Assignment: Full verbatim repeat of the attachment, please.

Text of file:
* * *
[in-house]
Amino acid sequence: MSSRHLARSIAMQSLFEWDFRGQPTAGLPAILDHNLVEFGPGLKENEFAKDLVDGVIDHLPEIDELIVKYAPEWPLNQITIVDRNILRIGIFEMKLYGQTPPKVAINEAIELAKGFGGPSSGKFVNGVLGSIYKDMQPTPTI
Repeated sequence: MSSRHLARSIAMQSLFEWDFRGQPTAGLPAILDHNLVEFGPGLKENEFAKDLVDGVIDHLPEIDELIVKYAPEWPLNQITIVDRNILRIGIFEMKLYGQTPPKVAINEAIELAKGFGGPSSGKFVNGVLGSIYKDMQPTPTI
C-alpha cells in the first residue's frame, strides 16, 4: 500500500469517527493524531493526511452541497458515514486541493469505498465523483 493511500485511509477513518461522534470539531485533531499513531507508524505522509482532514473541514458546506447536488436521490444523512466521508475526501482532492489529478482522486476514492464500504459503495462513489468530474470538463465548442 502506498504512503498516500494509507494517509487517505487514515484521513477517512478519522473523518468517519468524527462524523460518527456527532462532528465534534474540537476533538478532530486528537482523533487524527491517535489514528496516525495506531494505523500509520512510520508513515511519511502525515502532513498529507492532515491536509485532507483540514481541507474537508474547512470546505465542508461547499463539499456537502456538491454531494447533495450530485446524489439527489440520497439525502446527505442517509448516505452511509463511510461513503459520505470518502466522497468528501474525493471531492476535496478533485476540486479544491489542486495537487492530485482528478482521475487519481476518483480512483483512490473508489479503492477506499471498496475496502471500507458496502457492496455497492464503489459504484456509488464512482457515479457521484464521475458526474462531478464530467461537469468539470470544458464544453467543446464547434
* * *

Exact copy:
[in-house]
Amino acid sequence: MSSRHLARSIAMQSLFEWDFRGQPTAGLPAILDHNLVEFGPGLKENEFAKDLVDGVIDHLPEIDELIVKYAPEWPLNQITIVDRNILRIGIFEMKLYGQTPPKVAINEAIELAKGFGGPSSGKFVNGVLGSIYKDMQPTPTI
Repeated sequence: MSSRHLARSIAMQSLFEWDFRGQPTAGLPAILDHNLVEFGPGLKENEFAKDLVDGVIDHLPEIDELIVKYAPEWPLNQITIVDRNILRIGIFEMKLYGQTPPKVAINEAIELAKGFGGPSSGKFVNGVLGSIYKDMQPTPTI
C-alpha cells in the first residue's frame, strides 16, 4: 500500500469517527493524531493526511452541497458515514486541493469505498465523483 493511500485511509477513518461522534470539531485533531499513531507508524505522509482532514473541514458546506447536488436521490444523512466521508475526501482532492489529478482522486476514492464500504459503495462513489468530474470538463465548442 502506498504512503498516500494509507494517509487517505487514515484521513477517512478519522473523518468517519468524527462524523460518527456527532462532528465534534474540537476533538478532530486528537482523533487524527491517535489514528496516525495506531494505523500509520512510520508513515511519511502525515502532513498529507492532515491536509485532507483540514481541507474537508474547512470546505465542508461547499463539499456537502456538491454531494447533495450530485446524489439527489440520497439525502446527505442517509448516505452511509463511510461513503459520505470518502466522497468528501474525493471531492476535496478533485476540486479544491489542486495537487492530485482528478482521475487519481476518483480512483483512490473508489479503492477506499471498496475496502471500507458496502457492496455497492464503489459504484456509488464512482457515479457521484464521475458526474462531478464530467461537469468539470470544458464544453467543446464547434